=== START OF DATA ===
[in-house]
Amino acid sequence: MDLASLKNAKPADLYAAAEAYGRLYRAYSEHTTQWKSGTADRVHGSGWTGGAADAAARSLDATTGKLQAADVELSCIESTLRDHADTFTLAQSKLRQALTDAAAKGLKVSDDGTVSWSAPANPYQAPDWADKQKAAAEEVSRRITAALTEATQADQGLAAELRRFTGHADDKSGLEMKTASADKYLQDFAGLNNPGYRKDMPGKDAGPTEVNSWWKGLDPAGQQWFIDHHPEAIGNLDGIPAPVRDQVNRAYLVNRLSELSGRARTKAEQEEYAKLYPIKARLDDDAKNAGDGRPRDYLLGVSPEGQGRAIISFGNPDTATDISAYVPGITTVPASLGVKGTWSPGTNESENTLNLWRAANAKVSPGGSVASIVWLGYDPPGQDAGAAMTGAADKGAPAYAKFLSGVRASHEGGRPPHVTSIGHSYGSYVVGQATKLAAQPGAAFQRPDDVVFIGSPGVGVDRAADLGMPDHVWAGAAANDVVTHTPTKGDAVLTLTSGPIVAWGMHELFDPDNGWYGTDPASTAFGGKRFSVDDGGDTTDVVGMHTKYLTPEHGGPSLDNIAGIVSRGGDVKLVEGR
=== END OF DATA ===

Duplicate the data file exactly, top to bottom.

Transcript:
[in-house]
Amino acid sequence: MDLASLKNAKPADLYAAAEAYGRLYRAYSEHTTQWKSGTADRVHGSGWTGGAADAAARSLDATTGKLQAADVELSCIESTLRDHADTFTLAQSKLRQALTDAAAKGLKVSDDGTVSWSAPANPYQAPDWADKQKAAAEEVSRRITAALTEATQADQGLAAELRRFTGHADDKSGLEMKTASADKYLQDFAGLNNPGYRKDMPGKDAGPTEVNSWWKGLDPAGQQWFIDHHPEAIGNLDGIPAPVRDQVNRAYLVNRLSELSGRARTKAEQEEYAKLYPIKARLDDDAKNAGDGRPRDYLLGVSPEGQGRAIISFGNPDTATDISAYVPGITTVPASLGVKGTWSPGTNESENTLNLWRAANAKVSPGGSVASIVWLGYDPPGQDAGAAMTGAADKGAPAYAKFLSGVRASHEGGRPPHVTSIGHSYGSYVVGQATKLAAQPGAAFQRPDDVVFIGSPGVGVDRAADLGMPDHVWAGAAANDVVTHTPTKGDAVLTLTSGPIVAWGMHELFDPDNGWYGTDPASTAFGGKRFSVDDGGDTTDVVGMHTKYLTPEHGGPSLDNIAGIVSRGGDVKLVEGR